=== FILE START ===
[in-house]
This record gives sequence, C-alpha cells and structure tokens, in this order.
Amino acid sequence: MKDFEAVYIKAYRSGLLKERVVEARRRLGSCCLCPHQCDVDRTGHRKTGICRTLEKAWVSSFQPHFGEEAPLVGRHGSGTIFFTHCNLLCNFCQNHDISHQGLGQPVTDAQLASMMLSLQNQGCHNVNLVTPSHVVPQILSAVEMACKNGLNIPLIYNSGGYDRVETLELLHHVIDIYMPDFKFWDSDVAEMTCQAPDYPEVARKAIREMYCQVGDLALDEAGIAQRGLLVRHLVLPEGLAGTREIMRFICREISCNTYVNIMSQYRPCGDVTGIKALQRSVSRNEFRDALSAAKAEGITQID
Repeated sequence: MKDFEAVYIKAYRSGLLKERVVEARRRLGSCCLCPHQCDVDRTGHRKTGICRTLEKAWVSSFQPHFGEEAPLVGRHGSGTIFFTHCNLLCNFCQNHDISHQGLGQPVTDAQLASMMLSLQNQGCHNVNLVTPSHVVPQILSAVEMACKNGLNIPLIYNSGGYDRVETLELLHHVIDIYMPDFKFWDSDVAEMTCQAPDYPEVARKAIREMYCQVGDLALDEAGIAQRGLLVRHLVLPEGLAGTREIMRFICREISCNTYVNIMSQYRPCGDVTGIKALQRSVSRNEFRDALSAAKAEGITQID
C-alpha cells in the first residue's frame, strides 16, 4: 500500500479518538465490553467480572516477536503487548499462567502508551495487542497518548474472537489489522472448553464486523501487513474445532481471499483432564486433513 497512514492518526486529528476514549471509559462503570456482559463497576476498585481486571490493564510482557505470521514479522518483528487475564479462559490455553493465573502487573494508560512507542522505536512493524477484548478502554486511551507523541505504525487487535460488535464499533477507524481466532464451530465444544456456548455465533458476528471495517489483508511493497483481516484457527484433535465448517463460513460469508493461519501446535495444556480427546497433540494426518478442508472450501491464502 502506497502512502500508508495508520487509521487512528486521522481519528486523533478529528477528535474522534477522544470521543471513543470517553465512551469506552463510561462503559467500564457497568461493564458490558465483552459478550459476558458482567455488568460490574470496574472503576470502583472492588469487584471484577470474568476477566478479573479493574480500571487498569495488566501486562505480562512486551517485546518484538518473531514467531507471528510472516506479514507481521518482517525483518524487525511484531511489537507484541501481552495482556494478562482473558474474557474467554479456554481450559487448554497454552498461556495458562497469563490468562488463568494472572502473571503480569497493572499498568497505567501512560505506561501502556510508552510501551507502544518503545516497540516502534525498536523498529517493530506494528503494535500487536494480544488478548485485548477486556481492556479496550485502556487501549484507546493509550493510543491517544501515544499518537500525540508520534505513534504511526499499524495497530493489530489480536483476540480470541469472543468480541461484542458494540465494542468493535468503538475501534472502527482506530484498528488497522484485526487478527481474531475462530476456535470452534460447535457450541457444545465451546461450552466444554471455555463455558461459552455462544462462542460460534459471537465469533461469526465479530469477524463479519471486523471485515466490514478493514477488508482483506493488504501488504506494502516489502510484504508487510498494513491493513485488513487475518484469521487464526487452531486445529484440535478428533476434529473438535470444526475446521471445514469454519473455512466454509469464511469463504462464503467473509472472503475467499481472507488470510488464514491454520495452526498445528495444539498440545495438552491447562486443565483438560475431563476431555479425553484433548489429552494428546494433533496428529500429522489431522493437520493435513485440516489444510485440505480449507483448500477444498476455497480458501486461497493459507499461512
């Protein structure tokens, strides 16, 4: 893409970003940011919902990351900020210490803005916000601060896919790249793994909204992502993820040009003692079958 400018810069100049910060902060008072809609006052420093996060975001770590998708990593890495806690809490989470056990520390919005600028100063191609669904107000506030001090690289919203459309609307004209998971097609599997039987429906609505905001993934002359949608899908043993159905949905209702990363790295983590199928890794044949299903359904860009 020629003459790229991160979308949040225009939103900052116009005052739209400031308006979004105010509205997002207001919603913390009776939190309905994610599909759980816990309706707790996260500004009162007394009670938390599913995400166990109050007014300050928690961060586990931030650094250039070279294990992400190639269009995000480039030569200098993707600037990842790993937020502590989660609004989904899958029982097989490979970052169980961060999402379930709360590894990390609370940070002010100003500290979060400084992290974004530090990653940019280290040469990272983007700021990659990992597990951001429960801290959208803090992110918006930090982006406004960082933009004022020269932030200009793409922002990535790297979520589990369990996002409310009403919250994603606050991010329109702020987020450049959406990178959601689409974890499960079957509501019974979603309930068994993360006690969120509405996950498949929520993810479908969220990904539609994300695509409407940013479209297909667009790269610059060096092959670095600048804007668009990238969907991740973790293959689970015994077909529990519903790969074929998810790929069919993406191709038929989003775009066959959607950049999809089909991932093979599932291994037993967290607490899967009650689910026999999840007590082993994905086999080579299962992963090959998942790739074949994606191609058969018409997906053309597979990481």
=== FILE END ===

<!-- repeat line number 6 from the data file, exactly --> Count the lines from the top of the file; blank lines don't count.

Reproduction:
């Protein structure tokens, strides 16, 4: 893409970003940011919902990351900020210490803005916000601060896919790249793994909204992502993820040009003692079958 400018810069100049910060902060008072809609006052420093996060975001770590998708990593890495806690809490989470056990520390919005600028100063191609669904107000506030001090690289919203459309609307004209998971097609599997039987429906609505905001993934002359949608899908043993159905949905209702990363790295983590199928890794044949299903359904860009 020629003459790229991160979308949040225009939103900052116009005052739209400031308006979004105010509205997002207001919603913390009776939190309905994610599909759980816990309706707790996260500004009162007394009670938390599913995400166990109050007014300050928690961060586990931030650094250039070279294990992400190639269009995000480039030569200098993707600037990842790993937020502590989660609004989904899958029982097989490979970052169980961060999402379930709360590894990390609370940070002010100003500290979060400084992290974004530090990653940019280290040469990272983007700021990659990992597990951001429960801290959208803090992110918006930090982006406004960082933009004022020269932030200009793409922002990535790297979520589990369990996002409310009403919250994603606050991010329109702020987020450049959406990178959601689409974890499960079957509501019974979603309930068994993360006690969120509405996950498949929520993810479908969220990904539609994300695509409407940013479209297909667009790269610059060096092959670095600048804007668009990238969907991740973790293959689970015994077909529990519903790969074929998810790929069919993406191709038929989003775009066959959607950049999809089909991932093979599932291994037993967290607490899967009650689910026999999840007590082993994905086999080579299962992963090959998942790739074949994606191609058969018409997906053309597979990481």